In April of 2013 Journal of the Bizarre featured an in-depth analysis of the strange "unicorn" skull found in a shallow cave in Union County, Pennsylvania. (read the original story about the skull here)
When we learned of this discovery, we dropped everything and went to see the unusual specimen for ourselves. The specimen appears to be the skull of a young male deer with an 8-inch bony projection protruding from the frontal bone. The parietal bone is missing, and oddly appears to have been removed with surgical precision with a sharp object, rather than broken off. The appearance of the incision led us to believe that this procedure was done centuries ago, perhaps as part of some Native American ritual.
We spent a great deal of time examining the antler. Horns and antlers are two very different structures; horns are composed of keratin, while antlers are composed of bone. The specimen we examined undoubtedly has a bony growth protruding from the skull.
This is clearly evidenced by examining the tip of the specimen's antler. The surface layer of bone has chipped away, revealing the underlying lamellar bone. When antlers reach the end of the growing process, the outer layer becomes compact bone, while the centers are filled with coarse and spongy lamellar bone and marrow. This detail of antler anatomy is virtually impossible to replicate by a hoaxer, and adds an important touch of authenticity to the "unicorn" specimen.
Another crucial detail exhibited by the unicorn specimen is the smooth polished look of the antler's mid-shaft. The velvet which covers the surface of an antler is removed by the animal rubbing its antler against vegetation. This is what gives them the smooth, polished look. A close examination of the unicorn's antler reveals that the "shine" doesn't extend all the way to the base of the antler or to the back of the antler; it is limited to the parts of the antler which would've been most likely to come into contact with vegetation.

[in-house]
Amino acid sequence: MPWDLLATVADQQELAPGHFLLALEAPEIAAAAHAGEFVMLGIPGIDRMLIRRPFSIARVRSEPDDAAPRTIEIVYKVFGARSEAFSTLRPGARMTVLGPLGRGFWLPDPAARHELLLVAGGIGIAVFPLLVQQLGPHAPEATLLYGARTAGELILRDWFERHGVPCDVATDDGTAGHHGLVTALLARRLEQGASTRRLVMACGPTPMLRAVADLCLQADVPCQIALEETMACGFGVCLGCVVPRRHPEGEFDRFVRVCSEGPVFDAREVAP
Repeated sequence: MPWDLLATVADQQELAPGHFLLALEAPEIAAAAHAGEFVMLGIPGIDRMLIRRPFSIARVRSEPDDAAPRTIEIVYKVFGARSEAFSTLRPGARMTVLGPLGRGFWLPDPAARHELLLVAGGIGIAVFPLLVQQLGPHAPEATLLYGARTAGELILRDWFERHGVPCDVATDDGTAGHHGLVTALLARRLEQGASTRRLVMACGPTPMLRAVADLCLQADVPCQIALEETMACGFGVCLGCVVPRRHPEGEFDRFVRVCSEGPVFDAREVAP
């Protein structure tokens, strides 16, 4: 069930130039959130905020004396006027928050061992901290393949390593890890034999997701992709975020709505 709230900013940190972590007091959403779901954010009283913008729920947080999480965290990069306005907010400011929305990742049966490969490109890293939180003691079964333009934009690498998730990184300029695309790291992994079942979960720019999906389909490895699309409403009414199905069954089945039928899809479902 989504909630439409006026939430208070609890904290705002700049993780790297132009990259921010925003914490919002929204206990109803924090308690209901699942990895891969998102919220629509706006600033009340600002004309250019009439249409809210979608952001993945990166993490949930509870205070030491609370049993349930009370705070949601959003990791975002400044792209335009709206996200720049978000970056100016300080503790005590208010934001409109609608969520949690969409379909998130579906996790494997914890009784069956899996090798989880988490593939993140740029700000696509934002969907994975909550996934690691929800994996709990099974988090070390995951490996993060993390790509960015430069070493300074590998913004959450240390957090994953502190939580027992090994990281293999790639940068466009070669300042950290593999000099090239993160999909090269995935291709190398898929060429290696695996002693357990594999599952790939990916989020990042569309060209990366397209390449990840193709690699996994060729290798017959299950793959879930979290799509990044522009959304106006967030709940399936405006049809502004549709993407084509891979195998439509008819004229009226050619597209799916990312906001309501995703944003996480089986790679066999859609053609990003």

To us, this indicated an authentic specimen (although an authentic specimen of what, we couldn't say). We doubted that any hoaxer would take these tiny details into consideration, such as the lamellar bone beneath the surface of the antler, the rub marks on the antler exactly where they should be, the seamless transition between skull and the unicorn's "horn"-- if some hoaxer had just glued a horn onto a skull, this would have been evident upon a close examination. We used an ultra-high resolution camera to photograph the find, and the pictures, even when magnified, do not indicate any evidence of hoaxery.
And now, nearly 4 years after the skull was found, the owner has contacted us and informed us that he wants to sell the specimen. According to the seller, experts who have examined the specimen are stumped. "It's just the skull of a deer who, by some weird quirk of fate, happened to grow a horn," he explained.
At any rate, we have agreed to act on the seller's behalf in his quest to sell the strange item. Offers can be made by emailing Anna at annanewburg [at] yahoo [dot] com.
Don't ask us about a price. This is the first damned unicorn skull we've ever seen, much less sold, and it's not like Beckett's or Sotheby's publishes an annual price guide on unicorn skulls. Just make us an offer.